Almost every year for the past several years I’ve made sure to get a $100 bill and put it into a Salvation Army kettle.
Why? It feels good!
I have visions of some Salvation Army worker who’s been carefully counting lots and lots of single dollar bills and even more loose change, lighting up when they stumble across that uncommonly large donation.
Many folks will say that what I’m doing is wrong for so many reasons: I could be totally mistaken about that counting scenario, the single bill could be lost, certainly kettles have been stolen, and I’m missing out on a tax break, and so on. There are many excuses not to do it.
And yet, it feels good. So I do it anyway.
Once you’ve accidentally (or otherwise) achieved affluence it’s time to start thinking about “giving back”, in whatever way that might have meaning for you. And yes, I’ll certainly talk about true philanthropy at another time. This is more about simple generosity that your newfound affluence affords you. “Philanthropy light.” Nothing that has to break the bank, and yet enough so that you, and perhaps your recipients can feel good about it.
Over-tip. Unless you’re trying to send a message for bad service, develop a habit of being tipping a little too much. Too much feels better than too little, doesn’t it? As I said, it doesn’t have to be a big increase – normal tipping for meals in the U.S. is something like 15-20%. So, tip 20-25%. Chances are you’re not going to miss that extra 5%.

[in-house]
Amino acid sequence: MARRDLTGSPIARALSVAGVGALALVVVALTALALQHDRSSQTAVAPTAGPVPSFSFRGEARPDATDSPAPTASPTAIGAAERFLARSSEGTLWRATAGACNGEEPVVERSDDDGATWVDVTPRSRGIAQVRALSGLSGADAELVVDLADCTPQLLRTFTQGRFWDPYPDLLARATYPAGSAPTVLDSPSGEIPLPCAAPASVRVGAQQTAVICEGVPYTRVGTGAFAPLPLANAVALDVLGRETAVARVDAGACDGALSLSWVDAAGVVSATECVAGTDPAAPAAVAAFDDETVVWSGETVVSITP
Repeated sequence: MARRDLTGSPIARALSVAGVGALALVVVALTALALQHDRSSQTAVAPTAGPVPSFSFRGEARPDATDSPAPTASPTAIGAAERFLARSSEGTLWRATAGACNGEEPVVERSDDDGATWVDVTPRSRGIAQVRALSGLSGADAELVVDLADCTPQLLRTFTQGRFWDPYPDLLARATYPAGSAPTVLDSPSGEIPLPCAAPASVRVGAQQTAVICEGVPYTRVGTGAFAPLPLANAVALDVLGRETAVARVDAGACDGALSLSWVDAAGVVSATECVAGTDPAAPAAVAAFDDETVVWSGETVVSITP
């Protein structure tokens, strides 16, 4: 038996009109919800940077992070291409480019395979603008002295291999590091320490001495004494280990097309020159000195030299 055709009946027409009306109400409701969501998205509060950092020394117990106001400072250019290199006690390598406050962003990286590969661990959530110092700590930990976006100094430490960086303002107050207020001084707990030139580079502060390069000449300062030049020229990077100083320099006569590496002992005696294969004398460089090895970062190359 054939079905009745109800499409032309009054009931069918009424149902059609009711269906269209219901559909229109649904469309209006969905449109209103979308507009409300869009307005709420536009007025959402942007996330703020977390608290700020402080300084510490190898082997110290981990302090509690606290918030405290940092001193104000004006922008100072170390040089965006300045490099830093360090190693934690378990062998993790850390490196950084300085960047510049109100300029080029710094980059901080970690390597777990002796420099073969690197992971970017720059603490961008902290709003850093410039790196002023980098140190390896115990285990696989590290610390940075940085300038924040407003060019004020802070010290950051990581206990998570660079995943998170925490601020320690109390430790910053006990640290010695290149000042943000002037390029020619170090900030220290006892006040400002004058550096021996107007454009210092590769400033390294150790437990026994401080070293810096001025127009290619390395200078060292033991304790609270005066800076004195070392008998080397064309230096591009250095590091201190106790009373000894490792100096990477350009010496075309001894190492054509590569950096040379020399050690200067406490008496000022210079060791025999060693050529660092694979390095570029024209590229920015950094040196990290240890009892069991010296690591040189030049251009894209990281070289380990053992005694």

Tip when you normally wouldn’t. Did you know that it’s nice to tip the housekeeping staff when you leave a hotel? For a long time I didn’t. For me it’s perfect, since it doesn’t have to be any of that intimidating face-to-face kind of interaction, just leave some cash in the room and walk away feeling good about it. (Check the tipping guidelines sites for ideas on how much. And of course, since we’re here, round up a little.)
Throw a few dollars in the charity cans at the grocery store checkout counter. Buy a few extra items to throw in the food bank collection there too.
Buy Girl Scout cookies. And Camp Fire mints. And the neighbor’s kid’s fundraiser what-ever-it-is.
Sure, there are those who’ll attempt to abuse your generosity. Naturally you’ll want to stay away from solicitors you know aren’t legitimate, and those for whom you may have specific opinions. For example I never give to panhandlers. That’s all perfectly fine and I’m certainly not saying be irresponsible or that you need to somehow compromise your values.
I’m just saying be generous. Round up. Get used to giving in small ways.
It’s actually harder than you think, especially if you’ve come from a background of saving or scarcity. It’s sometimes difficult to give money away, even small amounts, “just because” or when there’s no immediate, tangible return.
My position is that there is.
It feels good.
It makes others feel good.
And it’s great practice.